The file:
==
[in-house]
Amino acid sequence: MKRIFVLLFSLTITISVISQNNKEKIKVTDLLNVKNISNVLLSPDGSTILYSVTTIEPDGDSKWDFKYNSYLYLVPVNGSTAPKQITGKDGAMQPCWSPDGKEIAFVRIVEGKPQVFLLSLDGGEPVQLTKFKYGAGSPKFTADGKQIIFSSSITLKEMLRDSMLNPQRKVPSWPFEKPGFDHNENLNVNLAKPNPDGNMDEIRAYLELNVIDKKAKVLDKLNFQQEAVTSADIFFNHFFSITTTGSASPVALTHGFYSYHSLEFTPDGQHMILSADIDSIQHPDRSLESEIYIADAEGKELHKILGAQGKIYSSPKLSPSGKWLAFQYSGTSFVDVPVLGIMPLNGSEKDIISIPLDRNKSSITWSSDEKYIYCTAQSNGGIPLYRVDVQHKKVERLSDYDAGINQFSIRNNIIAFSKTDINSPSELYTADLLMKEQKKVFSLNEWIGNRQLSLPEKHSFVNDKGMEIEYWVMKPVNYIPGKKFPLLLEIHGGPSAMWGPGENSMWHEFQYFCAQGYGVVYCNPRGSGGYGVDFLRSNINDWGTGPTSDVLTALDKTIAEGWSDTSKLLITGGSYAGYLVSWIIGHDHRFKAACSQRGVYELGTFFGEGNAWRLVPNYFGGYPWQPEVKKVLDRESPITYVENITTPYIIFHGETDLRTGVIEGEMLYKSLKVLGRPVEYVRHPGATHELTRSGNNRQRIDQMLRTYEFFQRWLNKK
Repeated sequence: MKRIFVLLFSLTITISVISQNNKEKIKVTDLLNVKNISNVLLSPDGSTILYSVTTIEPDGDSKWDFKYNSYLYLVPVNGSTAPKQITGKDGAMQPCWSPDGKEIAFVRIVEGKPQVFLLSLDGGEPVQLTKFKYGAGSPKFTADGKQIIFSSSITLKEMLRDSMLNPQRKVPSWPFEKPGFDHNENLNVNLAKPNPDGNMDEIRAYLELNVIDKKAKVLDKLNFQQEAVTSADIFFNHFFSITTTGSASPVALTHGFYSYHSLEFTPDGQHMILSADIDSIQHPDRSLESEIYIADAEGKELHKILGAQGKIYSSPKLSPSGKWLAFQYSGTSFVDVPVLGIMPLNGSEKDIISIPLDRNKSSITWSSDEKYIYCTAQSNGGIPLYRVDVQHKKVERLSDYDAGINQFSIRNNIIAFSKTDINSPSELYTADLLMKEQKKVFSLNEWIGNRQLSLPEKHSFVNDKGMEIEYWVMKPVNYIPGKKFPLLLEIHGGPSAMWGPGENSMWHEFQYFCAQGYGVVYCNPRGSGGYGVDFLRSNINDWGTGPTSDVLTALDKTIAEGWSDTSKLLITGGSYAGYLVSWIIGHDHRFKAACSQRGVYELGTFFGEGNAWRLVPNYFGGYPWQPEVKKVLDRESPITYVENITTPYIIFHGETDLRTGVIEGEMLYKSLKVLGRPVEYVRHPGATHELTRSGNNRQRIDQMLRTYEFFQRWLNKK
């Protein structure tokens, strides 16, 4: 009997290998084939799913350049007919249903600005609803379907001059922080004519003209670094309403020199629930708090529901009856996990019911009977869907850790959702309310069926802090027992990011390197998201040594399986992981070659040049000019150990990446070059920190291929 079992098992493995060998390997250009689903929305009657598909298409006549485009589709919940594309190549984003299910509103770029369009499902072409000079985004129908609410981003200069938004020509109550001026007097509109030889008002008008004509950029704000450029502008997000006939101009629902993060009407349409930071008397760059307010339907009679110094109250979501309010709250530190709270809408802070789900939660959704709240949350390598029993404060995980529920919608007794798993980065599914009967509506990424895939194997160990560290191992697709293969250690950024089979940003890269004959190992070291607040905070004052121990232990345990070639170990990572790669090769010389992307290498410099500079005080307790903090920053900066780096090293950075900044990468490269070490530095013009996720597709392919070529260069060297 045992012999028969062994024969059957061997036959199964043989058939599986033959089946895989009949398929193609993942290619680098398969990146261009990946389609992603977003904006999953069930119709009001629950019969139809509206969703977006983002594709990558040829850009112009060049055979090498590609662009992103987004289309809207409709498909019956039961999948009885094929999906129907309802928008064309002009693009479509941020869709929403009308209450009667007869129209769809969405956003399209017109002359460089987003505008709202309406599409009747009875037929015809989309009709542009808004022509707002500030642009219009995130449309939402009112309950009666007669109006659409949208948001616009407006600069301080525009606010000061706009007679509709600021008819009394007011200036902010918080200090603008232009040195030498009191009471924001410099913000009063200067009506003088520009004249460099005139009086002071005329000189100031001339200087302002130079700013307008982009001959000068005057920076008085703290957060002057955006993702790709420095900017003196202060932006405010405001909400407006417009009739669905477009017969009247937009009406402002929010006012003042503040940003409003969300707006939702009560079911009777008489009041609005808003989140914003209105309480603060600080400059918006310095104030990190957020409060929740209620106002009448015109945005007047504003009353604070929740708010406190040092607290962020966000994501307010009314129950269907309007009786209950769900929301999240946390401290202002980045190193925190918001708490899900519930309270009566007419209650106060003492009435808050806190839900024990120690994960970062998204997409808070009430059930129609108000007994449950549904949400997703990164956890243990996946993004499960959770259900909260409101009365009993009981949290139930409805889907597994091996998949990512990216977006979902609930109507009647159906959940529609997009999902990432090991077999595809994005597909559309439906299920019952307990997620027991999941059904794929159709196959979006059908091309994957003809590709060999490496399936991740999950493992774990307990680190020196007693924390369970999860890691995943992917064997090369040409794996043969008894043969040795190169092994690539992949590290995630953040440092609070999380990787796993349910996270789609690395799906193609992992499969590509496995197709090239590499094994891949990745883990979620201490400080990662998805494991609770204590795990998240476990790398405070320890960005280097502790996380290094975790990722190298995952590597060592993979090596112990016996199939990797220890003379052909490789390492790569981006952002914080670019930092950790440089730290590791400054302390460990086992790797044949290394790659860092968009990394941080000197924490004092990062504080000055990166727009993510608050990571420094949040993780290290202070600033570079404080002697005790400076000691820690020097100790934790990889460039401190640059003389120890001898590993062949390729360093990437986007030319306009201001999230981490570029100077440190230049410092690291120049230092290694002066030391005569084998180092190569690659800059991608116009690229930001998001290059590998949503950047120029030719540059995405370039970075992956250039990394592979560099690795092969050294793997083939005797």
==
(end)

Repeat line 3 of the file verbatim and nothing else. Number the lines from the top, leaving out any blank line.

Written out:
Repeated sequence: MKRIFVLLFSLTITISVISQNNKEKIKVTDLLNVKNISNVLLSPDGSTILYSVTTIEPDGDSKWDFKYNSYLYLVPVNGSTAPKQITGKDGAMQPCWSPDGKEIAFVRIVEGKPQVFLLSLDGGEPVQLTKFKYGAGSPKFTADGKQIIFSSSITLKEMLRDSMLNPQRKVPSWPFEKPGFDHNENLNVNLAKPNPDGNMDEIRAYLELNVIDKKAKVLDKLNFQQEAVTSADIFFNHFFSITTTGSASPVALTHGFYSYHSLEFTPDGQHMILSADIDSIQHPDRSLESEIYIADAEGKELHKILGAQGKIYSSPKLSPSGKWLAFQYSGTSFVDVPVLGIMPLNGSEKDIISIPLDRNKSSITWSSDEKYIYCTAQSNGGIPLYRVDVQHKKVERLSDYDAGINQFSIRNNIIAFSKTDINSPSELYTADLLMKEQKKVFSLNEWIGNRQLSLPEKHSFVNDKGMEIEYWVMKPVNYIPGKKFPLLLEIHGGPSAMWGPGENSMWHEFQYFCAQGYGVVYCNPRGSGGYGVDFLRSNINDWGTGPTSDVLTALDKTIAEGWSDTSKLLITGGSYAGYLVSWIIGHDHRFKAACSQRGVYELGTFFGEGNAWRLVPNYFGGYPWQPEVKKVLDRESPITYVENITTPYIIFHGETDLRTGVIEGEMLYKSLKVLGRPVEYVRHPGATHELTRSGNNRQRIDQMLRTYEFFQRWLNKK